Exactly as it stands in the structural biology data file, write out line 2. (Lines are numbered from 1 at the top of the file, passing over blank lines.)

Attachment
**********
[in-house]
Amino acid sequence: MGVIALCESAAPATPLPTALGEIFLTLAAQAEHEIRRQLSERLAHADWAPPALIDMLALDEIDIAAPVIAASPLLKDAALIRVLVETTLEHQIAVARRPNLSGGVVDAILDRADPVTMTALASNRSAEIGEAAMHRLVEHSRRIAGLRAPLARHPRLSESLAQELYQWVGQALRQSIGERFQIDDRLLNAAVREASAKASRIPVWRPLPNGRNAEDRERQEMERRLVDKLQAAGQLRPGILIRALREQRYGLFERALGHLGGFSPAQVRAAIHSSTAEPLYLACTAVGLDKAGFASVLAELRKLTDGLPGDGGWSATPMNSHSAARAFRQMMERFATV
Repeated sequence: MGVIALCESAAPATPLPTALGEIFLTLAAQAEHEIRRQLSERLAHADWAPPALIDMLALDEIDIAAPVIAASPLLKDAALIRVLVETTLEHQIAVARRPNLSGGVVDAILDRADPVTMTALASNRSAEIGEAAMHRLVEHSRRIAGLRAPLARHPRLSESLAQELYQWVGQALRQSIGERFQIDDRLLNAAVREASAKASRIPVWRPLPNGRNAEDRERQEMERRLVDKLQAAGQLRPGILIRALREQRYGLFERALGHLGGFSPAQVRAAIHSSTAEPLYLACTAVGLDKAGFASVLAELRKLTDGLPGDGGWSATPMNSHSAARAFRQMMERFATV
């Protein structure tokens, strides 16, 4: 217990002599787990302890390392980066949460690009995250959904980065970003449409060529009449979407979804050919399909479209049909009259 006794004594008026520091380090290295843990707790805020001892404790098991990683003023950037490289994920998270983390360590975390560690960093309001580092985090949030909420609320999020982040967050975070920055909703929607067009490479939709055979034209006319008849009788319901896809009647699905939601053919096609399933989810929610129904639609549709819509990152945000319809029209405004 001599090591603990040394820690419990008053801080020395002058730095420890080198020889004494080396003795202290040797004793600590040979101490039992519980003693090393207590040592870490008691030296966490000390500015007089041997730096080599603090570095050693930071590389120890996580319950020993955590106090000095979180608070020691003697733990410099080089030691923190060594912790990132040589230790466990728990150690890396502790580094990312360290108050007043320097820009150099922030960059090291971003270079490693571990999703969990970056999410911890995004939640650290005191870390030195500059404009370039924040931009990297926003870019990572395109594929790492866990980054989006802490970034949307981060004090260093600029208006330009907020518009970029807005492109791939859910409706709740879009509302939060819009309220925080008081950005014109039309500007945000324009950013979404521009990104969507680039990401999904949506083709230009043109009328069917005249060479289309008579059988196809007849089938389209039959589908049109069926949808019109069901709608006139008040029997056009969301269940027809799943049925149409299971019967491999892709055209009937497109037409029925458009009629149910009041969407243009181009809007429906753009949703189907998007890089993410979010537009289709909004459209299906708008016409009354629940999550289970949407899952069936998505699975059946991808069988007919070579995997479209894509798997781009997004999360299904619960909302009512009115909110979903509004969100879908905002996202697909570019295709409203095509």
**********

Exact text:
Amino acid sequence: MGVIALCESAAPATPLPTALGEIFLTLAAQAEHEIRRQLSERLAHADWAPPALIDMLALDEIDIAAPVIAASPLLKDAALIRVLVETTLEHQIAVARRPNLSGGVVDAILDRADPVTMTALASNRSAEIGEAAMHRLVEHSRRIAGLRAPLARHPRLSESLAQELYQWVGQALRQSIGERFQIDDRLLNAAVREASAKASRIPVWRPLPNGRNAEDRERQEMERRLVDKLQAAGQLRPGILIRALREQRYGLFERALGHLGGFSPAQVRAAIHSSTAEPLYLACTAVGLDKAGFASVLAELRKLTDGLPGDGGWSATPMNSHSAARAFRQMMERFATV